Tuberculosis has been around since the beginning of civilization. Written records show that it was present in the Greek and Roman Empires, and the bones of mummies have traced it back to ancient Egypt. Its upsurge in modern history coincided with the Industrial Revolution in the 19th century, where it afflicted the crowded urban areas of the industrializing countries of northern Europe—for example, England, France, and Germany—much more than the predominantly agricultural societies of Spain and Italy.
Tuberculosis is mainly spread through the air as the sick cough and sneeze, expelling the pathogen Mycobacterium tuberculosis in airborne droplets. The bacteria can spread to many organs in the body, but historically, the overwhelmingly dominant form of TB was pulmonary—commonly known as “consumption.” The onset of symptoms varied widely, with some patients dying within months of contraction, while others fell ill, went into prolonged remission, then relapsed without warning and suffered an early death. Before the discovery of antibiotics, around 80% of the cases led to eventual fatality.
Since tuberculosis could lie dormant for years, it was not well understood as an infectious disease until Robert Koch identified the Mycobacterium tuberculosis in 1882 through his research on germ theory. Before this discovery, tuberculosis was regarded with an almost romantic allure thanks to its numerous references in literature (such as Wuthering Heights, Les Misérables, and La Bohème). René Laennec popularized this view through his essentialist theory, which suggested that the patient’s inherited essence predisposed him or her to TB. The emaciated pallor even became a new standard of feminine beauty, with healthy women losing weight and putting on white rice powder to imitate the consumptive look.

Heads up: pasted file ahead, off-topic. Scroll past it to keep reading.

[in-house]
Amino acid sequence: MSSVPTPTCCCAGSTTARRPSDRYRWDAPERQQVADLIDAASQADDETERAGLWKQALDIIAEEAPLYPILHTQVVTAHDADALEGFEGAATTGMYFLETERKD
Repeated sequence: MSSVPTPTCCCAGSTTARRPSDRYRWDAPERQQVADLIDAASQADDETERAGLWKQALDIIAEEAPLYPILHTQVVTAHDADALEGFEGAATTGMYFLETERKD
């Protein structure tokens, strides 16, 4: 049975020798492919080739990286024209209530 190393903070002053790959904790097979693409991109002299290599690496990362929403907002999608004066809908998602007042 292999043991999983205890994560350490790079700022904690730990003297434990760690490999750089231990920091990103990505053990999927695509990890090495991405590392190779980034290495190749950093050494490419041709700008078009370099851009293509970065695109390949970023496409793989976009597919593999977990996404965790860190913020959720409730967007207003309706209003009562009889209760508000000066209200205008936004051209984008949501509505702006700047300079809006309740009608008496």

With the establishment of germ theory and advancements in public health awareness, tuberculosis became stigmatized as a “social disease” by the late 19th century. Scientific observations proved that TB was in fact contagious and was mostly spread among the poorly ventilated, crowded tenements of immigrants and the working class. Sanatoriums subsequently gained popularity as havens for the sick as well as quarantines from the healthy.
One of the most well-known sanatoriums was founded by Edward Livingston Trudeau, an American physician who had contracted TB himself. Following popular advice at the time, he went to Saranac Lake in upper New York state to recover in the open air of the wilderness. Upon feeling better, he established Little Red in 1884, where he allowed the sick to lead an outdoor life and adhere to a very substantial diet to combat the emaciation of the body. He estimated that Saranac Lake helped achieve a recovery rate of 30% among active cases of TB that previously would have likely resulted in death.
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